It’s 7:00 pm July 16th, I’m in Barcelona. I’m hungry and I am in search of a tapas restaurant. I’m walking down a camino across from my hotel, certain I will find the spot that the hotel concierge recommended to me. Ahhhh...indeed there it is. Food bliss awaits my tum tum and a cava sangria to cool me off from this 90 degree heat. I joyfully skip into the authentic Spanish culinary hide away and I greet the waiter with an authentic, “Como esta?” in my best Catalonian accent. He didn’t seem so impressed as he responded abruptly, “Estamos cerrados! Regrese a las ocho.” Ouch...not only did the sharp words he recited send my dreams of paella south, but he reminded me that I was in a country where most people don’t even think about going out the door for dinner until nine o’clock. “Ok Milena, hay otro plane,” I told myself calmly and set out to create another game plan. Evidently I needed to eat and eat soon before hypoglycemia set me into a sugar low of epic proportions. What were my chances of finding something that was open and serving more than just a strong espresso? We were about to find out.
I hurried back to the hotel and pleaded with the concierge to put on her best thinking cap and try to recommend an eatery that would be open. The minutes were ticking by as I started to sweat profusely and come close to forgetting how to spell my own name. She mapped out directions to another spot. I quickly grabbed the highlighter outlined route she handed me and ran out the door. “Take an immediate left then another left in two blocks...easy Milena you can do that!” I reassured myself as I darted between native Spaniards leisurely strolling down the sidewalk. Within minutes I found myself completely turned around and with no food in sight my odds of feasting on manchego cheese and olives were fading at warp speed. Time to stop and ask for help. I spotted an open coffee spot with 4-5 guys sitting out front, enjoying a Barcelona evening of cafe, galletas and conversation. As I approached them I noticed a car pull into an empty parking spot. A second glance revealed a “Swim, Bike, Run” sticker on the left rear bumper. The driver got out. I don’t know if it was the shaved legs, lean arms or Ironman Miami shirt that gave it away, but I knew immediately I was amongst friends.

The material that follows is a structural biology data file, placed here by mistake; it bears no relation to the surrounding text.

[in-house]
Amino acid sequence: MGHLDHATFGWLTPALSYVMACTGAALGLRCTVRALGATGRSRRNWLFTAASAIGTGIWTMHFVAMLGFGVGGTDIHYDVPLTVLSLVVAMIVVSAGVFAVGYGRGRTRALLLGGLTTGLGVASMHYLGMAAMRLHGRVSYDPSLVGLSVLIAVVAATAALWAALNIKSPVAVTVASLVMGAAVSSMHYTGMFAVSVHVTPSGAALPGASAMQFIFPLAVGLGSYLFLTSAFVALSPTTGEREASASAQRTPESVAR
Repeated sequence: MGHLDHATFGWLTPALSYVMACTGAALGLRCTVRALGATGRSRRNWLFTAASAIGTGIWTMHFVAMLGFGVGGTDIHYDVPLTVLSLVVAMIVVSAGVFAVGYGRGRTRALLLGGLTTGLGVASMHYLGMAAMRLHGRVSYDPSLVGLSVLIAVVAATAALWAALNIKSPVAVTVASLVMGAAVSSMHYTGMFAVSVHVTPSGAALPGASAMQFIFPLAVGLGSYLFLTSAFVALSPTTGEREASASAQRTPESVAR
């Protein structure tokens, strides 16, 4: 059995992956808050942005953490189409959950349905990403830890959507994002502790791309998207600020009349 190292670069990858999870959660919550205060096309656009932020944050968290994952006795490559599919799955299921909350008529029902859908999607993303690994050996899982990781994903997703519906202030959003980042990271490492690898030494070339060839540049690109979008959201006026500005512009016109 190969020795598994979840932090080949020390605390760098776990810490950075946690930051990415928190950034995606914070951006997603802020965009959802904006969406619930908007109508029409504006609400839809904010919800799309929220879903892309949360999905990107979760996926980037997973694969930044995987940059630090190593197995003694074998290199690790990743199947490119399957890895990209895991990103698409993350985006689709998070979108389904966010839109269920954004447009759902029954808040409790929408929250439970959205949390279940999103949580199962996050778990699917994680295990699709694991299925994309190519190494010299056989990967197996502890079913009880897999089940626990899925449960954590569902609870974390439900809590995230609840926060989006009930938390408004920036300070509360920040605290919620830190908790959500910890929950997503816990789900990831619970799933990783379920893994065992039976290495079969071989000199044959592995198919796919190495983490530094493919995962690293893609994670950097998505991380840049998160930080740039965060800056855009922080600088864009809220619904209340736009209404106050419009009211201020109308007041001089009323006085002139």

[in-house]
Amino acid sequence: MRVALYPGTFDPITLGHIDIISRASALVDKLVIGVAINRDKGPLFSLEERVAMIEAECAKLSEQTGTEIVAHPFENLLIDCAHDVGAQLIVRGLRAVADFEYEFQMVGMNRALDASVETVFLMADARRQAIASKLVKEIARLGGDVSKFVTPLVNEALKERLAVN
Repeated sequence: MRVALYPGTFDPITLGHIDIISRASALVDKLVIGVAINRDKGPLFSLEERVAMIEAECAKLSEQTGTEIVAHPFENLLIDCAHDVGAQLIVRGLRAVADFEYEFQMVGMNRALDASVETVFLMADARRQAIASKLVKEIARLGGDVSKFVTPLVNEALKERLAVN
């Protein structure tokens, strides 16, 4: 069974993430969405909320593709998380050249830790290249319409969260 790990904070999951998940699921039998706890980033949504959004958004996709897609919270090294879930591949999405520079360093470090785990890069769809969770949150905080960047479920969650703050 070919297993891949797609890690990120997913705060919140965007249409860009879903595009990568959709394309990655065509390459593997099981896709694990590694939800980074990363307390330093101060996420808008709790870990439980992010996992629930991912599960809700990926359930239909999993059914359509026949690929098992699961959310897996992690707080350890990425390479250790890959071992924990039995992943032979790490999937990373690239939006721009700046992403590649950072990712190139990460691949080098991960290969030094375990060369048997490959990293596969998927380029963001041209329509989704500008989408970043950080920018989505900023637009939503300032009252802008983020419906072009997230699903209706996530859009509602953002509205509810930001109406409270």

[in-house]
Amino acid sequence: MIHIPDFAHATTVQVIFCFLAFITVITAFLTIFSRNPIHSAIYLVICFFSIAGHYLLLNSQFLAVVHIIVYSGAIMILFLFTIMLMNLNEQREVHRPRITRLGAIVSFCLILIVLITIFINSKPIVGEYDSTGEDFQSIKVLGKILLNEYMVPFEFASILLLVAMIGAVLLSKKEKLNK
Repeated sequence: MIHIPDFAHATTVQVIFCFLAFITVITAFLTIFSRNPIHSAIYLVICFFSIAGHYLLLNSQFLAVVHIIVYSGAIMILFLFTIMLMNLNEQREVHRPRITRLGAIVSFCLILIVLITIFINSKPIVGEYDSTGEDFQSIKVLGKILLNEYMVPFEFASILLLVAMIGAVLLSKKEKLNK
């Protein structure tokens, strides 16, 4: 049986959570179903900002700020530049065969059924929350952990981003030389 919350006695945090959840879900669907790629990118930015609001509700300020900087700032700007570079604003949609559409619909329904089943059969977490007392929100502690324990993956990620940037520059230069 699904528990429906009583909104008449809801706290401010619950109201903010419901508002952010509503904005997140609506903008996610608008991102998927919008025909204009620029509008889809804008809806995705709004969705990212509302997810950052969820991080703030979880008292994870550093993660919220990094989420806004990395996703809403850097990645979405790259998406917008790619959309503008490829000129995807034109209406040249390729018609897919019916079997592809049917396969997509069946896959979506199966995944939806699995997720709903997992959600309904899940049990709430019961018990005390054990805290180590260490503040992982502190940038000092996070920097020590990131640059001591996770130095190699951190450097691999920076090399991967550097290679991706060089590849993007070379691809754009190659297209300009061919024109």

Any triathlete knows where to eat…it is a world-wide phenomena and I was about to bet the house that my newfound Spanish co-hart would surely know a place where I could feast. “Es un triathlete?” I asked him as I approached. “Si, por supuesto,” he replied. We carried on the niceties in Spanish until he broke into perfect English mid-sentence. Guillermo was President of Mad Dogs Barcelona Tri and studied business in the States. Triathlon was his passion and he had helped create quite a following of the sport in Spain. Not only did we share in common numerous friends of the sport but also a love for great food, and my prediction was spot on. He left me with his business card, an invitation back to Barcelona to watch their local race and the name of a restaurant just around the corner that served kick-ass paella and stellar sangria. As I crossed the street I thought about how the love of multisport brings people together world-wide. I was thankful for my new-found friend and thankful that triathletes know how to eat! Bon appetit!